Published: Jan 1994
| ||Format||Pages||Price|| |
|PDF (336K)||18||$25||  ADD TO CART|
|Complete Source PDF (5.4M)||18||$82||  ADD TO CART|
The glass transition is a kinetic phenomenon caused by the inability of the liquid structure to equilibrate on an experimental timescale at sufficiently low temperatures. This results in changes during heating or cooling in the temperature dependence of macroscopic properties such as volume, enthalpy, dielectric constant and loss, etc., over a narrow range in temperature generally referred to as the “glass transition region.” During the past 25 years, fairly straightforward semi-empirical models have been developed for the behavior of liquids and glasses in the glass transition region. These models are able to describe both qualitatively and, if the system is not too far from equilibrium, quantitatively the time and temperature dependence of properties during cooling, heating, and annealing. In addition, analysis of the structural relaxation process using irreversible thermodynamics has shown that different properties, e.g., volume and enthalpy, are expected to exhibit different time dependencies in the glass transition region. The relevance of these models and theories to a meaningful assignment of a “glass transition temperature” is discussed.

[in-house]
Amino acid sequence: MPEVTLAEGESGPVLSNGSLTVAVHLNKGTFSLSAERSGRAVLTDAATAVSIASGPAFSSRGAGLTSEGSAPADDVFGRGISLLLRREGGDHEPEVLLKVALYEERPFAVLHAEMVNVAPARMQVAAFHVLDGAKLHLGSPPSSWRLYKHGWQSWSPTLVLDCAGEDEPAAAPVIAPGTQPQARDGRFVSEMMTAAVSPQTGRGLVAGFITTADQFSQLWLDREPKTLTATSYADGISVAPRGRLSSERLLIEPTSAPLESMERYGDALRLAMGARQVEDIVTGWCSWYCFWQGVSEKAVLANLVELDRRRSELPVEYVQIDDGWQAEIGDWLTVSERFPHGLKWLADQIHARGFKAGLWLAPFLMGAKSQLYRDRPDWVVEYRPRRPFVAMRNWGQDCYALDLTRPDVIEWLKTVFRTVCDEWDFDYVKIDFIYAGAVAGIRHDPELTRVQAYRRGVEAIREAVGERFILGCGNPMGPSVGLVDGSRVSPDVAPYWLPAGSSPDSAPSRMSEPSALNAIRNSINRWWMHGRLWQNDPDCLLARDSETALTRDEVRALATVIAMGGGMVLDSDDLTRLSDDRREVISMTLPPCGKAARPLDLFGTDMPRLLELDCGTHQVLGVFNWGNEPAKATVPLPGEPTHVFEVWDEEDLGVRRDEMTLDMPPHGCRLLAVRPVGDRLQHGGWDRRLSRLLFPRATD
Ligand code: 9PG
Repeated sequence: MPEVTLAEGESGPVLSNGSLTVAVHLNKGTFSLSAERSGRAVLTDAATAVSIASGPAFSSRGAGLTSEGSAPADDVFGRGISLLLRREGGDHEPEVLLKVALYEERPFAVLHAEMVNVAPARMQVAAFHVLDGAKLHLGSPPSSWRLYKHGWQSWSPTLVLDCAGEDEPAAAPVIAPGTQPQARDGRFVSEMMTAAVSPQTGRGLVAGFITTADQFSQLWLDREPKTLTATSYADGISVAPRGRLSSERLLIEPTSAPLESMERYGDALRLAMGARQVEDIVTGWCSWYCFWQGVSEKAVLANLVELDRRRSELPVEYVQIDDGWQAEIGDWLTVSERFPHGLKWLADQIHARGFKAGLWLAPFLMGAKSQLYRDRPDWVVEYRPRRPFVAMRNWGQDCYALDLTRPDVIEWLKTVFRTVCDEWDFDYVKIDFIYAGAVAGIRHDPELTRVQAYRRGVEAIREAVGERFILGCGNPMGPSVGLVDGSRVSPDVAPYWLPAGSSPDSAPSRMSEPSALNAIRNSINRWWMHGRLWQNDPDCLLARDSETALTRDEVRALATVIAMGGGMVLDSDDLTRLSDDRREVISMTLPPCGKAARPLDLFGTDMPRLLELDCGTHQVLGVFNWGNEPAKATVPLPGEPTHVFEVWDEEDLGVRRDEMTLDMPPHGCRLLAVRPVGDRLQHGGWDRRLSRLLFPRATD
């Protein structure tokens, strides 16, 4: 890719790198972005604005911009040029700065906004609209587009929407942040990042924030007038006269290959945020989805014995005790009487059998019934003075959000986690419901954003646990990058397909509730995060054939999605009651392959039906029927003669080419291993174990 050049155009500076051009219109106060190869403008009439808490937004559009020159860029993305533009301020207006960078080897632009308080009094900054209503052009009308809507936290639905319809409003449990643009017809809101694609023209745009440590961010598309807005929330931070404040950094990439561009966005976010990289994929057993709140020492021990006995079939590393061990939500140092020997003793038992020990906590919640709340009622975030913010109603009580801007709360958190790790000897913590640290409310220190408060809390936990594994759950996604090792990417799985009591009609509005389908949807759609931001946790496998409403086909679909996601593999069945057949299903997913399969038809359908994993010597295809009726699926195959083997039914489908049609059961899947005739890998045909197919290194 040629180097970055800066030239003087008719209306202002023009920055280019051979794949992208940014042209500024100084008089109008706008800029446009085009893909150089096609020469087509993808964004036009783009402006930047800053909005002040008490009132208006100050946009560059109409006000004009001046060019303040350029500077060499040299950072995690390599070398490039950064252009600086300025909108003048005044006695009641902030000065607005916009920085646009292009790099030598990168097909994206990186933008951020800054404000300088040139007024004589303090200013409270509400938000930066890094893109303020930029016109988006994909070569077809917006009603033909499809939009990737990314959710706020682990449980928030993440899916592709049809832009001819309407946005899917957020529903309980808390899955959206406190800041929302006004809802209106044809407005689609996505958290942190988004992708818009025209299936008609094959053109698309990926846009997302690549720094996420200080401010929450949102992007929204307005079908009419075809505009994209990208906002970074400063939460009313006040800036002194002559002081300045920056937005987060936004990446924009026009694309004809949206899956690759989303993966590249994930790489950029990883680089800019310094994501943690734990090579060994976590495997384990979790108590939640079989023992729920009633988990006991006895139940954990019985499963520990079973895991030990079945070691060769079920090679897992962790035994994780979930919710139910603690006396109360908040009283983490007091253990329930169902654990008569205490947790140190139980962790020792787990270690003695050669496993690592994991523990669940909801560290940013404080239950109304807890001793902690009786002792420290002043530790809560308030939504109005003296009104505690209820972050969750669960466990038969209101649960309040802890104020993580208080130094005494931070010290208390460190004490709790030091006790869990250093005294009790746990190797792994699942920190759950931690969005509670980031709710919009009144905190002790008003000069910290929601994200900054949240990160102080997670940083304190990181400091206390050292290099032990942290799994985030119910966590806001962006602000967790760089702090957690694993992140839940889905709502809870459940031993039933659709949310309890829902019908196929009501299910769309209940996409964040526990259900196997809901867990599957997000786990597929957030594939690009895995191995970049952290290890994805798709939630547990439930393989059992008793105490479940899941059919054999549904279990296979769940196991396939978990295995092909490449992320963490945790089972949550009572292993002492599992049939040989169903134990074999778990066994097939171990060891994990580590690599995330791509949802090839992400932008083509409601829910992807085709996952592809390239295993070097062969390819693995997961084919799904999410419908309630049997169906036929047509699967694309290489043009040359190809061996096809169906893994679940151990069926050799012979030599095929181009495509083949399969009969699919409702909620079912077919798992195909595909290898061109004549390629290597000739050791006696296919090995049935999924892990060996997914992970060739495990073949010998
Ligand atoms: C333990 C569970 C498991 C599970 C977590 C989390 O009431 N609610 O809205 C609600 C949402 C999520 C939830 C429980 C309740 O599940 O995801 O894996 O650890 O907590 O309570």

dielectric relaxation, differential scanning calorimetry (DSC), fictive temperature, glass transition, stress relaxation, structural relaxation, viscosity
Rensselaer Polytechnic Institute, Troy, NY
Paper ID: STP15364S